Top Tech Toys for 2011

NEW YORK ( TheStreet) -- Tech toys were one of the highlights of Toy Fair 2011 in New York City, which saw lots of classic playthings like board games and boomerangs updated with cutting-edge technology.

Mattel ( MAT) spiced up its traditional Ken doll with a microphone that plays back up to five seconds of recorded sound, while Hasbro ( HAS) introduced new versions of Monopoly and Battleship that contain infared cameras that scan the gameboard to keep track of play.

(That's toy company TOSY's newest iteration of Topio below, a ping-pong playing robot.)

Jakks Pacific ( JAKK) took a cue from a popular iPhone music app and is releasing an actual microphone that makes you sound like the rapper T-Pain while singing into it.

Other top tech trends at this year's Toy Fair include games that incorporate social elements (like those that work with apps), toys focused on science and engineering (like model-building) and playthings that include motion-sensor technology.

TheStreet combed the 100,000-plus products on display to bring you some of the best tech-related toys from the event. Read on.

Toy Fair '11 Hub

TOSY Robotics' Alien's Flying Object

Age Range: 5 and Up

Price: N/A

The Alien's Flying Object (or AFO) is like a standard boomerang -- only cooler. Bright colors light up the toy when it launches into the air, and it returns exactly from where it was thrown.

TOSY Robotics, headquartered in Vietnam, focuses on producing high-tech takes on traditional toys. The FRIING is a Frisbee with lights that looks similar to the main weapon in the recent film Tron: Legacy, and the TOOP is a glow-in-the-dark motorized top.

TOSY is best known for the Topio, a ping-pong playing robot that debuted in 2009. Topio uses artificial intelligence to continuously improve its game against humans.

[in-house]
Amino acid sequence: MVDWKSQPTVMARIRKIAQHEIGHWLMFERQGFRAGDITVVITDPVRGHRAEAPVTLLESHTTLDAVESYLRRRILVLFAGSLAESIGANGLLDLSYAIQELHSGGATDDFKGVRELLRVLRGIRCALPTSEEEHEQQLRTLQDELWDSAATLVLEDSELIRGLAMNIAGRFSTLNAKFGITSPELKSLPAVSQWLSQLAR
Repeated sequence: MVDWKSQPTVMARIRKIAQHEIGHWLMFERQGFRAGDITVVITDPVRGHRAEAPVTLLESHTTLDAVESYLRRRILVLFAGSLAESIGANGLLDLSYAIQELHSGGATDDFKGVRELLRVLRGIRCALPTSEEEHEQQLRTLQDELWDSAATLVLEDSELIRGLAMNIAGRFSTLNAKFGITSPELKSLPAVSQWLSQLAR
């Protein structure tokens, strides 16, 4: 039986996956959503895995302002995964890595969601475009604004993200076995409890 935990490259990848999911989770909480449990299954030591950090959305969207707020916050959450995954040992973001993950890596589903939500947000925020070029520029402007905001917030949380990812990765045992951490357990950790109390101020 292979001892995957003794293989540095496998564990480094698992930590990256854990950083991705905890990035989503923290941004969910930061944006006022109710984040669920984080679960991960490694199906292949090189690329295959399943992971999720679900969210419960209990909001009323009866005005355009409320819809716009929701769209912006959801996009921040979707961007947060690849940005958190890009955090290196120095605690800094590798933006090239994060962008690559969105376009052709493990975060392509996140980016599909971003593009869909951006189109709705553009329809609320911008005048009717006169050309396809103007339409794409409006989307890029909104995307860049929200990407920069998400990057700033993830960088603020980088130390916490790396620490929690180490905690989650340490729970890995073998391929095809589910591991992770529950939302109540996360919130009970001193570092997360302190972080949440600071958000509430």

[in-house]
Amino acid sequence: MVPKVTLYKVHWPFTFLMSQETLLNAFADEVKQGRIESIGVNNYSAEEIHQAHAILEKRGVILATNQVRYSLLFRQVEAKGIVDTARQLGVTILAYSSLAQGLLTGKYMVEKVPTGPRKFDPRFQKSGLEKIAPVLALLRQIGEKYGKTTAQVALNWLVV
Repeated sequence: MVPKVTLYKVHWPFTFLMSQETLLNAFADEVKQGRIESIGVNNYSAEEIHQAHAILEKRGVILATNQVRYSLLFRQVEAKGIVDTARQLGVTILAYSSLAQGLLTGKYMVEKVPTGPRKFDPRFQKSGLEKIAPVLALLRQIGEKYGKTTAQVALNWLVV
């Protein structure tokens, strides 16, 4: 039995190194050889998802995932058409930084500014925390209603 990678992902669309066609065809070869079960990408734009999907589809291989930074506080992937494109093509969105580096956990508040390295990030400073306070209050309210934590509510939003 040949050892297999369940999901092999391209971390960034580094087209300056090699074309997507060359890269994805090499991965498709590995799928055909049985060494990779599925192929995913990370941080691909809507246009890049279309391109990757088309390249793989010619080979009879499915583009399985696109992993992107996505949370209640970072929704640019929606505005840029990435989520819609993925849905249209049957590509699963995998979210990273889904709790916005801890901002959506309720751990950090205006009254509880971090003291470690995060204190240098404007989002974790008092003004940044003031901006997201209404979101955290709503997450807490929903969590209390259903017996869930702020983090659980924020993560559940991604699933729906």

While TOSY is popular in parts of Asia and Europe, its appearance at the Toy Fair marks the company's first foray into the U.S. market.

Mattel's Fisher-Price Laugh & Learn iCan Play Case

Age Range: 6 Months and Up

Price: $14.99

The iCan Play Case by Fisher-Price helps make your iPhone baby-friendly. The case, which looks like a crib toy with rattle rings and teething handles, defends against potential damage caused by children playing with their parent's phone.

The case, set to be released this summer, is safe for babies as young as six months.

Fisher-Price is also launching three different iPhone apps for babies: Animal Sounds, Where's Puppy's Nose and Let's Count Animals, which like many other iPhone apps, can be controlled via finger taps, swipes and shakes.

OWI's Salt Water Fuel Cell Car

Age Range: 8 and Up

Price: $15.95

OWI, which focuses on creating eco-friendly toys, has created a toy car that runs exclusively on salt water. To operate the Salt Water Fuel Cell Car, kids place a salt water mixture within the car; the water powers the toy for up seven hours continuously.

OWI, based in Carson, Calif., has produced other toys that run on renewable energy, including a train set powered by a solar panel and a miniature cyclist that uses wind power to pedal.

Mattel's Fisher-Price Kid-Tough See Yourself Camera

Age Range: 3 and Up

Price: $69.99

The See Yourself Camera is the newest version in the toy manufacturer's Kid- Tough Digital Camera line. A digital camera designed especially for children ages three years and up, the product can survive drops and throws. It features easy-to-use controls, a built-in auto flash and a color LCD preview screen that lets kids see the pictures they've taken instantly. It also has a USB connection that lets children download, print and e-mail their photos.

The See Yourself Camera has a rotating lens so that preschoolers can take photos and videos of themselves and add digital rubber stamps to their photos.

Robotis' Bioloid Kit

Age Range: 15 and up

Price: $1,199

Robotis' Bioloid Kit lets users build their own programmable robots. Robots can be designed to look like 26 different types of creatures including humanoids, spiders, dinosaurs and puppies. The package includes step-by-step directions with images that help guide kids as they build.

The robots, which use distance and sound sensors, can be programmed to dance, fight and respond to human touch. ( TheStreet saw the humanoids perform to Kung Foo Fighting.) The robodog can also be set to get up and sit down when it hears claps.

--Written by Olivia Oran in New York.

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